For the first forty five minutes González explained with scientific precision the methods used to locate the site where Che’s body was haphazardly buried. The search for Che’s remains and those of his colleagues took exactly 600 days in Bolivia. During that time González’s equipe worked without the cooperation of the Bolivian military or police. He made clear that the discovery was a huge scientific endeavor that included Cuban geologists, soil experts, seismologists, archeologists, geographers, sociologist-anthropologists, and bone and teeth specialists.
When I asked González to describe that moment when he first touched the skull and had first sense of recognition, he said rather stiffly: ‘As a scientist I was trained to be totally objective in retrieving the first remains to emerge from the pit… As a scientist you feel one thing but as a revolutionary you feel another, for we were uncovering the bodies of our heroes.’ Throughout the doctor’s story, not all of which was transcribed in the followed tape transcription, were intimate details of the touching, holding close, cradling, protecting and carefully examining the remains of Che’s disintegrating body that was still recognizable by his army fatigues, and his tobacco pouch. The story was replete with Biblical references – the sacred numbers 7,14, 40, the mysteries, the references to Che’s suffering, The Passion of Che, one could say. The tender care in identifying his fractures, his prominent brow, the references to the Bolivian soldiers washing Che’s body and his face to present for viewing, their constant fears that the body would be stolen, and their staying up by night and day, trying not to fall asleep, to protect Che’s body. The identification of the body included imagining the wounds that were inflicted, the fractures, the missing hands, the missing molar, and the pieces of recognizable cloth. “They have pierced my hands and feet. They have numbered all my bones.”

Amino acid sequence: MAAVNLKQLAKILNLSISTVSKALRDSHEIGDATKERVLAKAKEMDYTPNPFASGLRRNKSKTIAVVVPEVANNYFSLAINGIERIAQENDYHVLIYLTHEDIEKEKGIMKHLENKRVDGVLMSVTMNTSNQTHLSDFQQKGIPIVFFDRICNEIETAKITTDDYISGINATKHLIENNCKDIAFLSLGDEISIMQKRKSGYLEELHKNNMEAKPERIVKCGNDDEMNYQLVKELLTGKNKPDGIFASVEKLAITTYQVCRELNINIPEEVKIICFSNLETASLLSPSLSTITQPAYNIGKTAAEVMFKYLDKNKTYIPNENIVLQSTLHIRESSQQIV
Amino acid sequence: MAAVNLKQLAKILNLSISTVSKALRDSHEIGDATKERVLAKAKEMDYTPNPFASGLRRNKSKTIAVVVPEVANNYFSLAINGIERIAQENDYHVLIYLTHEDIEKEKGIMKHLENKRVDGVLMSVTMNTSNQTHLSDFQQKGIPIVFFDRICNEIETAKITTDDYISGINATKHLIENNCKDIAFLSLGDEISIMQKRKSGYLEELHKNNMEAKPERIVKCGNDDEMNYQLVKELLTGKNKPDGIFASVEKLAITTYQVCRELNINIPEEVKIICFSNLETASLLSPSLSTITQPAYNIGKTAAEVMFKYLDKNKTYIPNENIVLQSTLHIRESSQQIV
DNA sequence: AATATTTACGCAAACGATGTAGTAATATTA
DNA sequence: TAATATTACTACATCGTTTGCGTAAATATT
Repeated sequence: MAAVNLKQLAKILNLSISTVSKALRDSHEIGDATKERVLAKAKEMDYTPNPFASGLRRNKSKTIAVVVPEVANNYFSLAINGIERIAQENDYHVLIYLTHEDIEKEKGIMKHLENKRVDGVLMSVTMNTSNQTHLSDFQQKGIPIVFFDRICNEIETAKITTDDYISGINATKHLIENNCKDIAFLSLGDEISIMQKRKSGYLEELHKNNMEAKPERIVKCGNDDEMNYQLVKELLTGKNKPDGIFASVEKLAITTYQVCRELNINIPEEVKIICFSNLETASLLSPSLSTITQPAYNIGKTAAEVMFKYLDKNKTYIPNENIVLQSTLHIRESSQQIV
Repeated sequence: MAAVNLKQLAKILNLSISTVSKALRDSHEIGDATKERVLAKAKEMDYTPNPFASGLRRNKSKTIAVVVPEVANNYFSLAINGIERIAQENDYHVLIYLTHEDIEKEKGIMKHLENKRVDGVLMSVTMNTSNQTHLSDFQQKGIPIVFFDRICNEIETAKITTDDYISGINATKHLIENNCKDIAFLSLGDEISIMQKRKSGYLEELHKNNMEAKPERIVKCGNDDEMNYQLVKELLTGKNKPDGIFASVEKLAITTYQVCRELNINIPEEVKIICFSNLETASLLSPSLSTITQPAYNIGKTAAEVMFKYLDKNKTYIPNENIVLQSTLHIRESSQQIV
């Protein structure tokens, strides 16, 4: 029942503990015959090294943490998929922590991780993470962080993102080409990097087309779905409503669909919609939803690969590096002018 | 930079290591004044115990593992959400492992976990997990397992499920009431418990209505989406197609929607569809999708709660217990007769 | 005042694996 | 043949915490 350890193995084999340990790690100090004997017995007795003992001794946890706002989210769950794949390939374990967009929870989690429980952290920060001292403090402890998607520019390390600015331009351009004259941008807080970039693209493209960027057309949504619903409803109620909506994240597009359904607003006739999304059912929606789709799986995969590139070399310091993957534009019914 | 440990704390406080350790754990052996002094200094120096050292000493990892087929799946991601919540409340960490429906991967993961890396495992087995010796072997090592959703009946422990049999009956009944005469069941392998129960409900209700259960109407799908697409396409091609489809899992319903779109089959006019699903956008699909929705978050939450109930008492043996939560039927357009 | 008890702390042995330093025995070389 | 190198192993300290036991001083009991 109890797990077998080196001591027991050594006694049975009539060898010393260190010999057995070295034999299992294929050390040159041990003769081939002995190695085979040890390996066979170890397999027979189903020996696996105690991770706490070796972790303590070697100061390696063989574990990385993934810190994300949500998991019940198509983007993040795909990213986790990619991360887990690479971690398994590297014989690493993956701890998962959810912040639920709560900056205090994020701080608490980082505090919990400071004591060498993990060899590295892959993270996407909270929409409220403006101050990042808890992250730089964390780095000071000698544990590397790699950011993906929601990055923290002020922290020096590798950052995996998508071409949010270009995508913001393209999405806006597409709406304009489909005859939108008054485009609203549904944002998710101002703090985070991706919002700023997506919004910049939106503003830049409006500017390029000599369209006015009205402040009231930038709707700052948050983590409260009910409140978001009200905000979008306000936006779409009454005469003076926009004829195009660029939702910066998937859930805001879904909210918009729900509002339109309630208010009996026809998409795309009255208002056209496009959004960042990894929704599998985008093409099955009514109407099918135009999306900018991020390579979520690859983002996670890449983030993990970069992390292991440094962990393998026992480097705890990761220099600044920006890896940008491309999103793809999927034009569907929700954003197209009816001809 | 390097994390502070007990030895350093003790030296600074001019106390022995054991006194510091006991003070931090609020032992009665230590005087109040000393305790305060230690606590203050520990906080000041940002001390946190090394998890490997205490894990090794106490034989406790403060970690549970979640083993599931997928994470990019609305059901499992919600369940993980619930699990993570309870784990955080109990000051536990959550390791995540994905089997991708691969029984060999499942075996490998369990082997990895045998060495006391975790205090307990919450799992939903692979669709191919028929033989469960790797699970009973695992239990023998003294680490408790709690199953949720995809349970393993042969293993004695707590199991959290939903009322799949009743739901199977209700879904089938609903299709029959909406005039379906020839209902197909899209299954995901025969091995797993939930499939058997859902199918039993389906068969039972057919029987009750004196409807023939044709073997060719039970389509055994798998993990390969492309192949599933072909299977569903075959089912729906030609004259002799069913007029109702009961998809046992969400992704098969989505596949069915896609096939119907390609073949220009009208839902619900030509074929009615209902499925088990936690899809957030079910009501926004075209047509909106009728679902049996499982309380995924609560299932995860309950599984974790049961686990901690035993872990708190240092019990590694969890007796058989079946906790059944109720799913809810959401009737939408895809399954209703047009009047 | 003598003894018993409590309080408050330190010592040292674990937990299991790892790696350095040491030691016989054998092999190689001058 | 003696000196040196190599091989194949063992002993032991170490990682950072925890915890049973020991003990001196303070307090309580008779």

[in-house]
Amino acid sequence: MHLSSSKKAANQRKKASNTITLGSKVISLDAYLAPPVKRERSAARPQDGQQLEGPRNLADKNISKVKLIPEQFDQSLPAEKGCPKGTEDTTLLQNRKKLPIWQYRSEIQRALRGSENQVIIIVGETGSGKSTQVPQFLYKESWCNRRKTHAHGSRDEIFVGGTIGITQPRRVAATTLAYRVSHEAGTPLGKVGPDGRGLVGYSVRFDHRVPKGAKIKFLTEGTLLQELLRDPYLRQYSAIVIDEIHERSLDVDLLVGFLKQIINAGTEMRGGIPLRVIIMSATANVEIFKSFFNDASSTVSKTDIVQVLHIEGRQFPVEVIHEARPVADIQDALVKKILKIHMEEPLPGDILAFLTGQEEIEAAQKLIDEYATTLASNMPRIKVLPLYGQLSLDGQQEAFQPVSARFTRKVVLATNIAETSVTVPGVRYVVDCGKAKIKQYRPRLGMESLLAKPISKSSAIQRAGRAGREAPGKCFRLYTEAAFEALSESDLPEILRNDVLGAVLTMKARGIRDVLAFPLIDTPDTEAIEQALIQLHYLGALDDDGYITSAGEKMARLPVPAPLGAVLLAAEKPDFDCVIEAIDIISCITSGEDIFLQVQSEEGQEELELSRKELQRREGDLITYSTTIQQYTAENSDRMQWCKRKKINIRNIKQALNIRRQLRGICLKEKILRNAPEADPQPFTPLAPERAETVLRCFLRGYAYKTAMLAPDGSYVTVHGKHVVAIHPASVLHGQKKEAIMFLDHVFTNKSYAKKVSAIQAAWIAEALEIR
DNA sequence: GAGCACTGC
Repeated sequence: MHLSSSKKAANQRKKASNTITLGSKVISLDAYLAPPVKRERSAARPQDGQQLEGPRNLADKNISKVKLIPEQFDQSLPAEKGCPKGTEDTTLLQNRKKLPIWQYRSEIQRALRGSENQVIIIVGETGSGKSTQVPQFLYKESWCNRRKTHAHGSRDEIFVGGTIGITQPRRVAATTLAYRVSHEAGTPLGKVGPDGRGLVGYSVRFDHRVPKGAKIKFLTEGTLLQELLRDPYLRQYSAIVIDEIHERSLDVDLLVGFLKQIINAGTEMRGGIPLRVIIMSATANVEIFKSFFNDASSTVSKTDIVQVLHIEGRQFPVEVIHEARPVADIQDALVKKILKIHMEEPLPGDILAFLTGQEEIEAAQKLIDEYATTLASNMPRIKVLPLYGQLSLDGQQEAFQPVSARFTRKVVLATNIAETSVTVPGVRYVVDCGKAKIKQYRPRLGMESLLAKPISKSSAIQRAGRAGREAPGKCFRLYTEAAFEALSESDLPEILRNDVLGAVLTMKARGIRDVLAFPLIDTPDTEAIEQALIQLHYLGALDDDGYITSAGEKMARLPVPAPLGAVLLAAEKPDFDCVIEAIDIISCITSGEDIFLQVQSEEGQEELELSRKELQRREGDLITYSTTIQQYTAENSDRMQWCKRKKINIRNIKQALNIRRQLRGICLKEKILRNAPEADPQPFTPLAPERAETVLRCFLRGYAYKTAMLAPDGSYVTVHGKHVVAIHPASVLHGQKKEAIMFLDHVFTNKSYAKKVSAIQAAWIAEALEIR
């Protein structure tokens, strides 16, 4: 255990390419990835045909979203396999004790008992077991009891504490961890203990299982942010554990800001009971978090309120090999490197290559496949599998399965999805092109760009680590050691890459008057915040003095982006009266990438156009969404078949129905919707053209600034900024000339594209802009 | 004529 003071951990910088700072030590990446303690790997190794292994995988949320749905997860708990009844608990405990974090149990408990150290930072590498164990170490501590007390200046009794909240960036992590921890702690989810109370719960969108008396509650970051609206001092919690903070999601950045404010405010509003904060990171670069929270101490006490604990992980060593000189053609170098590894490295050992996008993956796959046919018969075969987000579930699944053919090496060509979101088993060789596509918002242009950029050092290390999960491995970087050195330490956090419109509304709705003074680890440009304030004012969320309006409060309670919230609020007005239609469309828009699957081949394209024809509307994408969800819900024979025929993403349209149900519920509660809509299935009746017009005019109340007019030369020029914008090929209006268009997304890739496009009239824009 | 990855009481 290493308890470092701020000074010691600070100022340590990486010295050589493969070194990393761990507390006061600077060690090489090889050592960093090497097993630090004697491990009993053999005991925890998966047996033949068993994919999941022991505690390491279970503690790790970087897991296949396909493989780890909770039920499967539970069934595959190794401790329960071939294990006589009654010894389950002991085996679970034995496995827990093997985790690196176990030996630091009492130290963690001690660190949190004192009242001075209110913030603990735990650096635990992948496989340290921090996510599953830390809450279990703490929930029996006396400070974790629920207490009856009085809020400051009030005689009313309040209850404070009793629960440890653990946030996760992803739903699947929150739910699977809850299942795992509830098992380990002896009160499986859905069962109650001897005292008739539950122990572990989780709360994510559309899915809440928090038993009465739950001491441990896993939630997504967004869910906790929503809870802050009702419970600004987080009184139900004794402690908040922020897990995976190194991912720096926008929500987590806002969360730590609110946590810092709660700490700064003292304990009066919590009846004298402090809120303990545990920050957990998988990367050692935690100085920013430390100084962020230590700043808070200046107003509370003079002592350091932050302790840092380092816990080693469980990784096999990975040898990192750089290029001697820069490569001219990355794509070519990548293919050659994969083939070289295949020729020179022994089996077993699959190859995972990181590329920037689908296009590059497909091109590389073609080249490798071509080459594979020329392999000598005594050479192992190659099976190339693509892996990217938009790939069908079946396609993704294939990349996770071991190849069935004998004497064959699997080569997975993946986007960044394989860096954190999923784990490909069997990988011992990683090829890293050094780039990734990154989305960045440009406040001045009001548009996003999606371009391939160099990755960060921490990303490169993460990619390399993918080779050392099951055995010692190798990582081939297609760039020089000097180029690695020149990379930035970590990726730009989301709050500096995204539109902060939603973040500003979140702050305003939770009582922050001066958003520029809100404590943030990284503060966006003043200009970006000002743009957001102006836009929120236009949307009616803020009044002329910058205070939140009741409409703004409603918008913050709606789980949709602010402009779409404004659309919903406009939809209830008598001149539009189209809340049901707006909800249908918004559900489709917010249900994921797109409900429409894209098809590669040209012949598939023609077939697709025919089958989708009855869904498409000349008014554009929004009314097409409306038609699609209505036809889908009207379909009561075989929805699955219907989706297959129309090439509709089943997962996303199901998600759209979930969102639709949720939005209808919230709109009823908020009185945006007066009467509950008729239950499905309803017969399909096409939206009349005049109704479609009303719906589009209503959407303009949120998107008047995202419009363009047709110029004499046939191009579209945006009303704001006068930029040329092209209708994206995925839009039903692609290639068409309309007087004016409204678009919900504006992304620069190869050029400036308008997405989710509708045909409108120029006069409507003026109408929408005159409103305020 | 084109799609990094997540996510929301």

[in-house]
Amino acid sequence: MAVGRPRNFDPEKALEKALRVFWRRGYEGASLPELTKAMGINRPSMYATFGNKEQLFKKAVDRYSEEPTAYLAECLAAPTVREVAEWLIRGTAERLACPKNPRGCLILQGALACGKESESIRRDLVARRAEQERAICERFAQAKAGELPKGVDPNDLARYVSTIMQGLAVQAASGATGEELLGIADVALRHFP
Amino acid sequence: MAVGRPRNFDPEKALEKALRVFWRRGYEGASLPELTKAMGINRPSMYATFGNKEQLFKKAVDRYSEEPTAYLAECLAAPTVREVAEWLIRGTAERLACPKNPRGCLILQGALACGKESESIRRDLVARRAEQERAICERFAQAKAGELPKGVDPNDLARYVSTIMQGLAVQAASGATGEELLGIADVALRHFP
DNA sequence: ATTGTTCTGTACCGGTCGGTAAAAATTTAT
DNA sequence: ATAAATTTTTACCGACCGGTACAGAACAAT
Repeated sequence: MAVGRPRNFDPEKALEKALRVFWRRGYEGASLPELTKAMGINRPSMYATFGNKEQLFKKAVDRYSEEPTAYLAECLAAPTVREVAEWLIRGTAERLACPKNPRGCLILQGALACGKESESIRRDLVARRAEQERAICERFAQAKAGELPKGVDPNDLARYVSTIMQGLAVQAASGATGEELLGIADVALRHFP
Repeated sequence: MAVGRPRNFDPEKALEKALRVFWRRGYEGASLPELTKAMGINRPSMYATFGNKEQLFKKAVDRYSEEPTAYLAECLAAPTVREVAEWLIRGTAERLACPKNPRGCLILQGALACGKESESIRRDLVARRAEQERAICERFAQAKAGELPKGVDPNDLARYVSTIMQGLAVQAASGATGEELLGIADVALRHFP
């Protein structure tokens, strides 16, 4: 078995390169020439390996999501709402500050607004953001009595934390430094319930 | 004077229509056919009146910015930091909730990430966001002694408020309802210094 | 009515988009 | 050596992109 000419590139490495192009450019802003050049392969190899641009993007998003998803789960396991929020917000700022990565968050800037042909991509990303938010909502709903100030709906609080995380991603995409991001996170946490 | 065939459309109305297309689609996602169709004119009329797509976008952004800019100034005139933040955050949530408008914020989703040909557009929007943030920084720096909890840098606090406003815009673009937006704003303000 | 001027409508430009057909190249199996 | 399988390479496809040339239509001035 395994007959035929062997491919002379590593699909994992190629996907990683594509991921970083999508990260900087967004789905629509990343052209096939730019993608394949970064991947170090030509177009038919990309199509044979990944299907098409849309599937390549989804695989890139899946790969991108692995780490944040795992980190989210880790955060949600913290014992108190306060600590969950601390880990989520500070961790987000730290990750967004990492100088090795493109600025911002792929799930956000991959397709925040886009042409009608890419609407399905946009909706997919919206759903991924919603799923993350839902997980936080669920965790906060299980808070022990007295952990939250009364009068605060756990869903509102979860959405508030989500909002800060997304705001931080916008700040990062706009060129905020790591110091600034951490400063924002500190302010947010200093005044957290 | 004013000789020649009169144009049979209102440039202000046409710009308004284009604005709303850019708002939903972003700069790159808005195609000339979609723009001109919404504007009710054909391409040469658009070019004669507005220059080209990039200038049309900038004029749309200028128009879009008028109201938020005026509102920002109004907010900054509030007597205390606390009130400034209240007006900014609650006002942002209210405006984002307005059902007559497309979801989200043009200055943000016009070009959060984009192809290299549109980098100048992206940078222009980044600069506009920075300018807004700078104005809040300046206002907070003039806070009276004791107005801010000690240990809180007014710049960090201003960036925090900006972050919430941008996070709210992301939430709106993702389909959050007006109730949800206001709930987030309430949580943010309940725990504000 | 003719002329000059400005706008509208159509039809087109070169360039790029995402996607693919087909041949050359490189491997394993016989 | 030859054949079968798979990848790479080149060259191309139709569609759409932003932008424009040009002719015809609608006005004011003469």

And finally, the right of González as the chief of the forensic team, to personally guard the box that contained Che’s remains refusing to pass the box along to the honor guards as they passed along all the boxes, step by step, up the stairs of a military plane at the small landing strip in southern Bolivia. “ I held the box to my chest and would not let it out of my sight”, he said.
Dr. Jorge González, head of the Cuban Forensic Team that exhumed Ernesto Che Guevara in 1997.
Q: How long did this search last?
Dr. Jorge González: It took us 600 days. We began our work in December 1995 and we only concluded in 1997. The only collaboration we got from the Bolivian military was permission to search for the remains. But we had great collaboration from other scientific teams, especially from Argentina. We had a research protocol followed two lines – the first was historical research. On the other hand there was the technical-scientific search for the remains. First of all, from the historical point of view the team tried to determine where the most likely site would be. We began looking at historical documents from 1967. The historical team followed everything that was available from all the media: the writings, the letters of the guerillas, as well as published articles in journals, books, everything. The team reviewed all the Bolivian periodicals from 1967.
Meanwhile the technical-scientific teams did their research. We fed all the data into a computerized system. All the interviews with people, all the documents, everything went into the central database. We classified the data according to the credibility of the information, from zero to ten points. Zero meant that the team as absolutely false/untrue judged the information. So with respect to what informants told us we separated those who were actual witnesses to the events from those who were just repeating stories they had heard. We graded the level of participation as zero if they were not there at all. We gave a ten to those who were there as direct participants in the events. Zero was false information and we had a lot of it. After a while the team could easily discern what was true and what was false. Then together we studied all the data we had. We had to reconstruct who were there at the time, those who were in Valle Grande, Bolivia and who already knew something about Che from those informants who were there only temporarily like the recruits.